I outsource this to a young lawyer who has a tough streak and likes making a little money outside of her full time job. She’s professional, polite but always firm, and if I need an invoice chased up she handles it perfectly. I call her The Sheriff.

It’s more about trusting someone to be persistent without worrying about ruining your relationship with a client. Having someone dedicated to handling late invoices who won’t back down means you can keep on being the nice one and let them handle the tough situations.

You have to stay in the loop though — ensure you’re aware of all the communications and you are happy with the level of pressure your sheriff is applying and the way she approaches clients.

5. Keep records of everything.

I’m serious. Everything. Every email, every invoice, every remit notice, every receipt, every call log. You want to have the information you need at your fingertips so you can constantly refer to it as needed.

It’s partly to safeguard yourself, so you can prove what was said and when. It’s partly to ensure you’re monitoring the financial situation of every single client or contract and not letting any information fall through the cracks.

Don’t lose yourself in a complicated filing system either. That’s going to waste time. Take photos or scan your records and save everything to Dropbox, OneNote, Evernote, Google Drive, whatever the fuck you want. But save it. Tag it. Make it searchable.

6. Communicate professionally.

Don’t text your clients. Don’t snapchat them. Don’t do deals through a chat program. Don’t rely on a phone call. You need to make sure that all your communication goes through provable, traceable professional channels.

Make sure you’re using emails, you’re using contracts and letters of agreement and proper proposals. Don’t screw around, crack a lot of jokes and act too casual.

You want every single interaction with your client to be professional and be suitable to use if you ever need to show a record of your relationship with them in order to secure payment and get them to stick to their word.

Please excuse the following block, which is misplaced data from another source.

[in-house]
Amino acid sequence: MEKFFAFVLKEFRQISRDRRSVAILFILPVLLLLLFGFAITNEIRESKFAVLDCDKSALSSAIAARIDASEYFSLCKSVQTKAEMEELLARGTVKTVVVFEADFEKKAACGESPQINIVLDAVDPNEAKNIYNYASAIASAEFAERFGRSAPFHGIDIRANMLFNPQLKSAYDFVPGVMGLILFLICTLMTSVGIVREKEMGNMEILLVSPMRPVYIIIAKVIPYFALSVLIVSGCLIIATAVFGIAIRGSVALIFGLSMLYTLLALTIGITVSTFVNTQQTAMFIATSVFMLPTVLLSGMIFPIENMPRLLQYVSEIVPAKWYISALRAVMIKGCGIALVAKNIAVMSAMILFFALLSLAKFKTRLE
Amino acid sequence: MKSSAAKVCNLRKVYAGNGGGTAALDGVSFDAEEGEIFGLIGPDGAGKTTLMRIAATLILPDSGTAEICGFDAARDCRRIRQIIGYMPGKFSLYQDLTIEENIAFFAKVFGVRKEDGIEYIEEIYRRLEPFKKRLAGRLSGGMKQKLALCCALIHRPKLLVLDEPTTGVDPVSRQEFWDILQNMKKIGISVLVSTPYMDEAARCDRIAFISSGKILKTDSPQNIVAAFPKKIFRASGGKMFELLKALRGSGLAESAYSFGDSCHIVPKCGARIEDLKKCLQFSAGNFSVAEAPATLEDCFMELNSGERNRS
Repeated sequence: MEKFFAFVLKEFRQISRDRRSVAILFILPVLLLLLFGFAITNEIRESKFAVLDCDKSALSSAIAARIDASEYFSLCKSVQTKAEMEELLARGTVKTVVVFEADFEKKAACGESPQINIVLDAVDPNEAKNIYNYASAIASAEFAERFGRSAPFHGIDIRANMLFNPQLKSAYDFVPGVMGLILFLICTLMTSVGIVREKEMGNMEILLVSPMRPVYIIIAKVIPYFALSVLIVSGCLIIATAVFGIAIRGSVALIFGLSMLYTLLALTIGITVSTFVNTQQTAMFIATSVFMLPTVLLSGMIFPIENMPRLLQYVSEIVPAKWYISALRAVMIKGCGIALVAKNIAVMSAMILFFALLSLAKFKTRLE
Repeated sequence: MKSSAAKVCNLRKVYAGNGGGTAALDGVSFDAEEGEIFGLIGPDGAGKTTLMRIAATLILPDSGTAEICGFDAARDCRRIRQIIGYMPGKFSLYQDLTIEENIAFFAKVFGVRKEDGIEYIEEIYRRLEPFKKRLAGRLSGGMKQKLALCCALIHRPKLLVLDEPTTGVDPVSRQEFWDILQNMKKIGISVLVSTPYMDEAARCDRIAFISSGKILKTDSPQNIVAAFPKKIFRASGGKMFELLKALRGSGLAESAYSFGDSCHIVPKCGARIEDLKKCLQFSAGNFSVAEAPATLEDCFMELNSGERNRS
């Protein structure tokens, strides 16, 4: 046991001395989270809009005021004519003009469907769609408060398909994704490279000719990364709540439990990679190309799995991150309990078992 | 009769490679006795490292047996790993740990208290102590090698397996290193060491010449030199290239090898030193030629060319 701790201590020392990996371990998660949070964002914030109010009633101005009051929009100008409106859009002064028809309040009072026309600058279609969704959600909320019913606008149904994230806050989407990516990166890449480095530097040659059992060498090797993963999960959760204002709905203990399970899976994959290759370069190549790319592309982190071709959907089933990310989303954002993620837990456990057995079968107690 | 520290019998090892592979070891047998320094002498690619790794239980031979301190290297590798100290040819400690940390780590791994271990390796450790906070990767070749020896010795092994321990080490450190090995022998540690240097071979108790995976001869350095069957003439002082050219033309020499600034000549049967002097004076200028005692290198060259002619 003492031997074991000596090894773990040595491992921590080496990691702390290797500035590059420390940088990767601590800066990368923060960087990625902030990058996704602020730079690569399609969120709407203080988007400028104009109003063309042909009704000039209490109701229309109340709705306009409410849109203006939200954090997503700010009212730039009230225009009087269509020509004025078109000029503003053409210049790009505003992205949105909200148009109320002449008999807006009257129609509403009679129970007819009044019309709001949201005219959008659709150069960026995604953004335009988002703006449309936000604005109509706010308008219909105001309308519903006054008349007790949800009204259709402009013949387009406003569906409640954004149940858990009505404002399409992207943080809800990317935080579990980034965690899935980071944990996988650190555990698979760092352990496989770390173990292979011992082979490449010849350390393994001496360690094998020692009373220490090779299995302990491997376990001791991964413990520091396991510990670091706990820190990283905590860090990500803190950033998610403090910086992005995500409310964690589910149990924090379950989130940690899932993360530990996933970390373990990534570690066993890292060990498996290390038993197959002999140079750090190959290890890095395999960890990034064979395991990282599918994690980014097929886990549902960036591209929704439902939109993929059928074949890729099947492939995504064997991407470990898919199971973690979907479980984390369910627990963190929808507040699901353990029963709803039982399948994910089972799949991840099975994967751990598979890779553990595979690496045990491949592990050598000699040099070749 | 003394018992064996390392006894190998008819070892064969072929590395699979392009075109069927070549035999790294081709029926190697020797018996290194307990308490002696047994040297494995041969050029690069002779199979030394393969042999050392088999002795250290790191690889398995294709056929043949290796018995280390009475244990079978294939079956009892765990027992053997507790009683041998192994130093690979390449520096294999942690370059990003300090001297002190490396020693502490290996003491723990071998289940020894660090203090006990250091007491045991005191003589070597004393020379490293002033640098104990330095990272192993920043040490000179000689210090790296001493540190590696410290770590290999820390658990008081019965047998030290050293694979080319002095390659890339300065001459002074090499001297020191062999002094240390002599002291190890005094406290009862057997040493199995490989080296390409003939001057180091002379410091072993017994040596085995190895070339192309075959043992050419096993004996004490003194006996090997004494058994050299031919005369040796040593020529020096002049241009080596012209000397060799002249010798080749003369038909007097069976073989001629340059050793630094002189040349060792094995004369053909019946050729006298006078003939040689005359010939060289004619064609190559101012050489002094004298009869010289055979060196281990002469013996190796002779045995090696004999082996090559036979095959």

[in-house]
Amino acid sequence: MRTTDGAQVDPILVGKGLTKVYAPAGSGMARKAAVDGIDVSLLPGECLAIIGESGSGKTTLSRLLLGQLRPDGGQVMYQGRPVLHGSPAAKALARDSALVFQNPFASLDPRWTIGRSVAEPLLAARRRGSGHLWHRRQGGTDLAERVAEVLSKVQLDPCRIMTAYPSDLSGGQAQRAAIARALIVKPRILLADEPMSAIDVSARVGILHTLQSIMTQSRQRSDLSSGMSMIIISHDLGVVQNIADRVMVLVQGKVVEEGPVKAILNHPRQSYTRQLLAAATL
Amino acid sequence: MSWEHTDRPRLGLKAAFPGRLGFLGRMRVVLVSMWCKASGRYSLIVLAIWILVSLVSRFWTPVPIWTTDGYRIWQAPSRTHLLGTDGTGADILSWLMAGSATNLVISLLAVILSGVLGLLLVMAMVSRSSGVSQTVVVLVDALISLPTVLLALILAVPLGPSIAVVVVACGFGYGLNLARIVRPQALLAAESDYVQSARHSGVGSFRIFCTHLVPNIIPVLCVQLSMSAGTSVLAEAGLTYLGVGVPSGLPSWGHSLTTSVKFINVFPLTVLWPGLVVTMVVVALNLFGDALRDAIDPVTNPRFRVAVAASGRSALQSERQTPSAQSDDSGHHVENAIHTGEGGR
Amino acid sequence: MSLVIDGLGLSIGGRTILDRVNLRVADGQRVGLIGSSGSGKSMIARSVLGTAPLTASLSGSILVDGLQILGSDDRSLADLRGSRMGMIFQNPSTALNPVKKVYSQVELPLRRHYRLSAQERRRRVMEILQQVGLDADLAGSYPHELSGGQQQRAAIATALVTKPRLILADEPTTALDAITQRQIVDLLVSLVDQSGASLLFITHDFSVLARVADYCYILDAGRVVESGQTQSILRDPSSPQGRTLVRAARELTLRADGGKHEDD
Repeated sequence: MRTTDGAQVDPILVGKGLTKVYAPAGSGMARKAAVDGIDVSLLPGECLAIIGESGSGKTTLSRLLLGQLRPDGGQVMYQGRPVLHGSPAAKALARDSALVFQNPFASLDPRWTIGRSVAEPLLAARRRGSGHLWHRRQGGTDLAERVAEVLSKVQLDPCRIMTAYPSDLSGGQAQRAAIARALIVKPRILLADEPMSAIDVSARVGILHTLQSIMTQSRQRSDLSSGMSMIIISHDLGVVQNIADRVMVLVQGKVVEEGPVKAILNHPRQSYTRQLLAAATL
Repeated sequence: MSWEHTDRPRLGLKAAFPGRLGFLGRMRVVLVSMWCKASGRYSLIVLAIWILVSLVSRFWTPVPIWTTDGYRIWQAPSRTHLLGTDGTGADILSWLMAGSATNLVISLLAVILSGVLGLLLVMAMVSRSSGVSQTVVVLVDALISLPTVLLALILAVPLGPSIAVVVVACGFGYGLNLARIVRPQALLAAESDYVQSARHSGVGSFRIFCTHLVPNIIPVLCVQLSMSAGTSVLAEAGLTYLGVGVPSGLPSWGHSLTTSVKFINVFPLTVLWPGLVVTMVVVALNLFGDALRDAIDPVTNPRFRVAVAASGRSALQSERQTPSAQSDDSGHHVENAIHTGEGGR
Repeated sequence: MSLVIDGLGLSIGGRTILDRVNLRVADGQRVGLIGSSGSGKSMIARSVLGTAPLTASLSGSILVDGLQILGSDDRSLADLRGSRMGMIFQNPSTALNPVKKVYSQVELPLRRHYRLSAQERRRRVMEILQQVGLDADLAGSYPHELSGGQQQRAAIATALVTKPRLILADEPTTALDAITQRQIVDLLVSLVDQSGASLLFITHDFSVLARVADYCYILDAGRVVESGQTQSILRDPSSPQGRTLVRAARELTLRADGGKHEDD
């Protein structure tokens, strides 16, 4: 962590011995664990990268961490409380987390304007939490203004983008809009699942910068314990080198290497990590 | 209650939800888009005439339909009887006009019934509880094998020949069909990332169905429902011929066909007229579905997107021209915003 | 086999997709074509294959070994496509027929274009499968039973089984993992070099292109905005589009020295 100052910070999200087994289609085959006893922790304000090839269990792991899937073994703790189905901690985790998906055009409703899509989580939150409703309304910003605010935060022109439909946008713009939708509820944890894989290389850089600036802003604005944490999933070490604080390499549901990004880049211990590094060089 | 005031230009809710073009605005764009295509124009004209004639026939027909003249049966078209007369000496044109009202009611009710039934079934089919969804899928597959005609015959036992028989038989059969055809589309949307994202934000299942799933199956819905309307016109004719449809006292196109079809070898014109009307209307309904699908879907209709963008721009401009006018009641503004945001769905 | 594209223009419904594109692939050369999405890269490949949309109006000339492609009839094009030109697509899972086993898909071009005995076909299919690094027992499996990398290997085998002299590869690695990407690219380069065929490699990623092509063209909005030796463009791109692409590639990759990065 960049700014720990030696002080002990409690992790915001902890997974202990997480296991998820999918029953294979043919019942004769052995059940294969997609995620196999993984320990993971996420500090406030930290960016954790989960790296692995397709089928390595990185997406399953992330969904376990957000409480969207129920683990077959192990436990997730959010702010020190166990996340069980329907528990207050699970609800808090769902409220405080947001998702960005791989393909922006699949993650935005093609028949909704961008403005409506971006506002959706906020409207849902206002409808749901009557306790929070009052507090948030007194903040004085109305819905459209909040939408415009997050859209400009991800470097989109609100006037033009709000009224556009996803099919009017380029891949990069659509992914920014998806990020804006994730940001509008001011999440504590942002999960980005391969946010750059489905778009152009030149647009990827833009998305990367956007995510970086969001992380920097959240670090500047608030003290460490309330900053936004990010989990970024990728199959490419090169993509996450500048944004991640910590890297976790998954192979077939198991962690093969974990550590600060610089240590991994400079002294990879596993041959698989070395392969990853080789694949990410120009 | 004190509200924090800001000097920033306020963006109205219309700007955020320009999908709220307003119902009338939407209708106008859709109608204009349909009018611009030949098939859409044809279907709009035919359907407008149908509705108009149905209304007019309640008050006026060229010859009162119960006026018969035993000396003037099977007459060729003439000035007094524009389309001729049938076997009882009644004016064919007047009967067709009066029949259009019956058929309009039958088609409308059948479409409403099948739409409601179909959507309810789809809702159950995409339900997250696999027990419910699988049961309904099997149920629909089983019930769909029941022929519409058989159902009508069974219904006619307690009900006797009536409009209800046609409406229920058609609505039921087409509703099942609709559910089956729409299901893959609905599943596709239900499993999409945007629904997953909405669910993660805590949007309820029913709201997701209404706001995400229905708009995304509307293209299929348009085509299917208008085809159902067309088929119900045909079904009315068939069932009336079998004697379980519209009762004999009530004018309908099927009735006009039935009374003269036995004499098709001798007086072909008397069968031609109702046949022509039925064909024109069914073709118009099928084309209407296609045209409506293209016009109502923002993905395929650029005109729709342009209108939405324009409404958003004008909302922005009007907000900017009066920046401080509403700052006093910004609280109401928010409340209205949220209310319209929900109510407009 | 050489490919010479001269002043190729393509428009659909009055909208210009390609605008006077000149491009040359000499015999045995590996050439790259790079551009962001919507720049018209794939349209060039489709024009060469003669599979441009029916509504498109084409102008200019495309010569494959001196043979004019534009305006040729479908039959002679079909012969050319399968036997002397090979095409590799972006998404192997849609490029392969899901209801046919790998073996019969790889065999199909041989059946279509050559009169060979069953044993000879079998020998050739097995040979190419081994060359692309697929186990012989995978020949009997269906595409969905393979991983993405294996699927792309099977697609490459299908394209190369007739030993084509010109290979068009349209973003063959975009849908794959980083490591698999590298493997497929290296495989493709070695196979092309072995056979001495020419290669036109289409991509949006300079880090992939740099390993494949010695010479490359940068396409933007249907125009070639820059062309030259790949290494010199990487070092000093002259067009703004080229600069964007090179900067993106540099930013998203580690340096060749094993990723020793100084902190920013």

7. Use the right software.

Don’t try and run a business using a spreadsheet. That’s asking for trouble, and it’s asking for information to get completely lost. Use invoicing and accounting software to make sure your payment processes are clear, automated and controlled.

If you don’t do that, you’re giving your clients a bullshit reason to avoid paying you, and trust me — they have enough personal days, elderly relatives, sick pets, deadlines, staffing problems and emails that get magically lost. They don’t need you to give them any more excuses.

I fucking love Xero. It does everything I need, when I need it. But Zoho Invoices works too, and there are probably a dozen other top notch accounting packages that you can easily use to keep the invoices going out and the money coming in.

8. Don’t make exceptions.

Nobody gets to avoid paying. Not your friends, and not your relatives. Not even Shauna from Super Big Corporation X who promises that you’ll gain exposure and market positioning.

Everyone pays. Everyone follows your rules. When you make one exception, you’re committing to making one hundred. That’s just the way people work.

No matter what they offer, or what excuse they come up with, don’t walk away without your money. I once chased an invoice for $300 for 18 months. Believe me, I got my cash. And I got a story out of it that I tell every client.

It helps them to understand just how persistent I will be.


It’s not a game. Work, business, contracts — you have to take them seriously, and you can’t let anyone get away with not paying you. At the end of the day, your cashflow is what allows you to stay in business, and going soft on it means you will shut down.

You will go bust. You will end up looking back and wishing you’d kept your shit together.

When you’re freelancing, or being an entrepreneur, no matter if you work in comic art or quilt making or software development, the most important part of what you do will always be getting paid. If it’s not, I have news for you.

This ain’t your job. It’s your hobby.

It’s all about the fucking Benjamins. Are you?


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Thanks for reading — I’m Jon Westenberg. I’m a writer, critic, creative & digital evangelist. Since 2012, I’ve been helping people make things and find an audience. You can ask me to work with you, invite me to speak at your event, or set up a conversation on your podcast. I’m excited to hear from you!